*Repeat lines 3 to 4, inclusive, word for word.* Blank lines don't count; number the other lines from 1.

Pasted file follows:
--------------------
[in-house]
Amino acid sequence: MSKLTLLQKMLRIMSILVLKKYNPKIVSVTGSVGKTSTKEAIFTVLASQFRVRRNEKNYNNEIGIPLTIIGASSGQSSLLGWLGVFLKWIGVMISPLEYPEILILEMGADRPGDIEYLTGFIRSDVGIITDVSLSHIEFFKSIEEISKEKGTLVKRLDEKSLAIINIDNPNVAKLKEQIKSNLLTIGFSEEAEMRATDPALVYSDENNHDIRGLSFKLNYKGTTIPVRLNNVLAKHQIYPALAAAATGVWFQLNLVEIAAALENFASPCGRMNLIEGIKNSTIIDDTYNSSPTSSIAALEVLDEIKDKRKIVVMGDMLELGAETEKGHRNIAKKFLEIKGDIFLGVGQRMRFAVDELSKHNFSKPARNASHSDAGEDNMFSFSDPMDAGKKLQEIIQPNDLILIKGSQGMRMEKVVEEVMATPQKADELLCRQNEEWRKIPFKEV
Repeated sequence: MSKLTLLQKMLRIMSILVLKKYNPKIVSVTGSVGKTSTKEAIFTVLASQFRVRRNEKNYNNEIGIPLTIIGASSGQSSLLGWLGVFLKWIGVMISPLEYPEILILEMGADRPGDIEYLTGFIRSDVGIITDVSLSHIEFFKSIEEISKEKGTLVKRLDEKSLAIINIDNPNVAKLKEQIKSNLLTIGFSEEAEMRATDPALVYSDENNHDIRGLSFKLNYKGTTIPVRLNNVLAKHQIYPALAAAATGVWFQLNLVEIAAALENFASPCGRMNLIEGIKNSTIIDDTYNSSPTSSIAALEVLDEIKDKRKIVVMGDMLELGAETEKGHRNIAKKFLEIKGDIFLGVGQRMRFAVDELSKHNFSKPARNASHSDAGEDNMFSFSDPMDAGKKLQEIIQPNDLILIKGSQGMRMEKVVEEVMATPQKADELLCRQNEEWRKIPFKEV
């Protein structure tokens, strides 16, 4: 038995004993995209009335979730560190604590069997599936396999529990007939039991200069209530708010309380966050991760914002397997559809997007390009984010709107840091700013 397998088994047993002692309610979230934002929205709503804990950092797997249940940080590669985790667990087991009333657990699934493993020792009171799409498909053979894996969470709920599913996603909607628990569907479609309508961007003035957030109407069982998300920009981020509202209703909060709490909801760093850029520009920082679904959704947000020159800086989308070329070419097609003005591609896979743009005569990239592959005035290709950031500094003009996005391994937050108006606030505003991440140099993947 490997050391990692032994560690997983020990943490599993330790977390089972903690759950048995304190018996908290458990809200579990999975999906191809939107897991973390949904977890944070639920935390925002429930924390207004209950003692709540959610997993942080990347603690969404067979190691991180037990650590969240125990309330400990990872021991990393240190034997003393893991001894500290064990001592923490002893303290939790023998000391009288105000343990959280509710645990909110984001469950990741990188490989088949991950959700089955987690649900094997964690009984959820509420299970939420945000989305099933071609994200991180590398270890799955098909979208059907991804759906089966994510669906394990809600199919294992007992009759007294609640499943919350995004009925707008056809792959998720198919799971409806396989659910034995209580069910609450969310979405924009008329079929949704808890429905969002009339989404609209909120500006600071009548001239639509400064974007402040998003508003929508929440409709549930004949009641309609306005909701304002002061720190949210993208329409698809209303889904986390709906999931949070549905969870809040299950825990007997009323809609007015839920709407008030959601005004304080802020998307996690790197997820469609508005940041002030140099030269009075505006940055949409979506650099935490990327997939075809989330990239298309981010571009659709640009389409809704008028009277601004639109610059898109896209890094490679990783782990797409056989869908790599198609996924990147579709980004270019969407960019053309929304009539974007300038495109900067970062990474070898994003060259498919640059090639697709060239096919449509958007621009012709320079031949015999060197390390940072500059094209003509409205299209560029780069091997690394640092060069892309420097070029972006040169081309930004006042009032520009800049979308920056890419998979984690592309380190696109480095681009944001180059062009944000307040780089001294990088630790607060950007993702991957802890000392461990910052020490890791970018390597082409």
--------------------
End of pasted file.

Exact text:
Repeated sequence: MSKLTLLQKMLRIMSILVLKKYNPKIVSVTGSVGKTSTKEAIFTVLASQFRVRRNEKNYNNEIGIPLTIIGASSGQSSLLGWLGVFLKWIGVMISPLEYPEILILEMGADRPGDIEYLTGFIRSDVGIITDVSLSHIEFFKSIEEISKEKGTLVKRLDEKSLAIINIDNPNVAKLKEQIKSNLLTIGFSEEAEMRATDPALVYSDENNHDIRGLSFKLNYKGTTIPVRLNNVLAKHQIYPALAAAATGVWFQLNLVEIAAALENFASPCGRMNLIEGIKNSTIIDDTYNSSPTSSIAALEVLDEIKDKRKIVVMGDMLELGAETEKGHRNIAKKFLEIKGDIFLGVGQRMRFAVDELSKHNFSKPARNASHSDAGEDNMFSFSDPMDAGKKLQEIIQPNDLILIKGSQGMRMEKVVEEVMATPQKADELLCRQNEEWRKIPFKEV
């Protein structure tokens, strides 16, 4: 038995004993995209009335979730560190604590069997599936396999529990007939039991200069209530708010309380966050991760914002397997559809997007390009984010709107840091700013 397998088994047993002692309610979230934002929205709503804990950092797997249940940080590669985790667990087991009333657990699934493993020792009171799409498909053979894996969470709920599913996603909607628990569907479609309508961007003035957030109407069982998300920009981020509202209703909060709490909801760093850029520009920082679904959704947000020159800086989308070329070419097609003005591609896979743009005569990239592959005035290709950031500094003009996005391994937050108006606030505003991440140099993947 490997050391990692032994560690997983020990943490599993330790977390089972903690759950048995304190018996908290458990809200579990999975999906191809939107897991973390949904977890944070639920935390925002429930924390207004209950003692709540959610997993942080990347603690969404067979190691991180037990650590969240125990309330400990990872021991990393240190034997003393893991001894500290064990001592923490002893303290939790023998000391009288105000343990959280509710645990909110984001469950990741990188490989088949991950959700089955987690649900094997964690009984959820509420299970939420945000989305099933071609994200991180590398270890799955098909979208059907991804759906089966994510669906394990809600199919294992007992009759007294609640499943919350995004009925707008056809792959998720198919799971409806396989659910034995209580069910609450969310979405924009008329079929949704808890429905969002009339989404609209909120500006600071009548001239639509400064974007402040998003508003929508929440409709549930004949009641309609306005909701304002002061720190949210993208329409698809209303889904986390709906999931949070549905969870809040299950825990007997009323809609007015839920709407008030959601005004304080802020998307996690790197997820469609508005940041002030140099030269009075505006940055949409979506650099935490990327997939075809989330990239298309981010571009659709640009389409809704008028009277601004639109610059898109896209890094490679990783782990797409056989869908790599198609996924990147579709980004270019969407960019053309929304009539974007300038495109900067970062990474070898994003060259498919640059090639697709060239096919449509958007621009012709320079031949015999060197390390940072500059094209003509409205299209560029780069091997690394640092060069892309420097070029972006040169081309930004006042009032520009800049979308920056890419998979984690592309380190696109480095681009944001180059062009944000307040780089001294990088630790607060950007993702991957802890000392461990910052020490890791970018390597082409």